Musical Chairs: When The Chairs Are Homes, No Fun When The Music Stops

13 pre-schoolers and 4 Marines play musical chairs (presumably there are 16 chairs in play just now).
Nursery school students play musical chairs with a handful of soldiers from the US Marine Corps as teachers look on. Who has the advantage here?

How close is your bum to a seat when the music stops? Musical chairs is all about a lack of choice — shared by all the contestants in the game. Should you hover close to this chair? Point your derrière at that one? Delay your musical march and get shoved along by the next contestant. Chance is the only means of survival in this parlour game.

If lack of choice is a great equalizer in the musical chairs, it’s pretty much the opposite in the life game of musical shelters. The luxury of choice in how, where and why you choose shelter depends entirely upon having resources: time to consider your options, and money to make your choices possible.

For the poorest with the fewest resources, continued survival for you or your family usually depends on grabbing whatever is available. Choosing the best schools in neighbourhoods with the most social and educational resources? When you have minimum time to find a new place to call home and face the very real possibility of homelessness, you focus on the most urgent issues. Schooling decisions have to take a back seat.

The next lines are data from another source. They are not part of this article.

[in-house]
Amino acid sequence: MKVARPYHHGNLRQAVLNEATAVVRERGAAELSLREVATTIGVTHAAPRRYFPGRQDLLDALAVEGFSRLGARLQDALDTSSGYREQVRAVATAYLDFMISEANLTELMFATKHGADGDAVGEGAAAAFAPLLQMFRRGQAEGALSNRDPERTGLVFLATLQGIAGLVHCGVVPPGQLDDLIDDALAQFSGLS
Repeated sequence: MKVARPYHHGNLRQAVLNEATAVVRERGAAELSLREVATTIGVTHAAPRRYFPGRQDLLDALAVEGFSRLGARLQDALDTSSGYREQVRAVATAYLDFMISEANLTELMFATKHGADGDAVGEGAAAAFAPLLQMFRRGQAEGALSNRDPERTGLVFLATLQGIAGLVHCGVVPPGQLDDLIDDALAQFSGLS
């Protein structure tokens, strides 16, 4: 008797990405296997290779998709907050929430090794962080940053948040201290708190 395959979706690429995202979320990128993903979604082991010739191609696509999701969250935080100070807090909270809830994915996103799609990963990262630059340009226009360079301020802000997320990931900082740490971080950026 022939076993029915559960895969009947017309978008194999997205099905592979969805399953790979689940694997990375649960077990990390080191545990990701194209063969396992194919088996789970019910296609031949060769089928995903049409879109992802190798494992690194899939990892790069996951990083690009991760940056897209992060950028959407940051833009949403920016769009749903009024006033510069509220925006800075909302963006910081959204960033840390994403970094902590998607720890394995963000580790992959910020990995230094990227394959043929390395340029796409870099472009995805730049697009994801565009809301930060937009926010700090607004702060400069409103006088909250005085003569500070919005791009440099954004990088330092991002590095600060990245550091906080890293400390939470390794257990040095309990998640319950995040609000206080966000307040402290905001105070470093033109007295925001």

For those with the lowest incomes, forced by one calamity or another to uproot and move home, musical shelter is a game with temporary reprieves.

Stefanie DeLuca and Christine Jang‐Trettien have studied the experience of 1,200 people over 17 years in five US communities, exploring the decisions that people make when they move. People with limited incomes are less likely than their wealthy peers to move by choice. Faced with compressed timelines, decisions focus on a narrower set of priorities that can be achieved with very limited resources.

The article also reports results from pilot projects where supports are provided for people with housing choice vouchers. The supports help them find and move to their next home. With the supports, parents are integrating schooling considerations when searching and finding their next home and in subsequent housing searches.

There’s a nice summary of DeLuca and Jang-Trettien’s article “Not Just a Lateral Move” in Mirage: Poor Families Must Move Often, But Rarely Escape Concentrated Poverty

Their full article is in City and Community, which is a “by subscription” journal. Here’s the link: “Not Just a Lateral Move”: Residential Decisions and the Reproduction of Urban Inequality

People who want more information about this interesting research approach and its findings are invited to contact Stefanie DeLuca at sdeluca@jhu.edu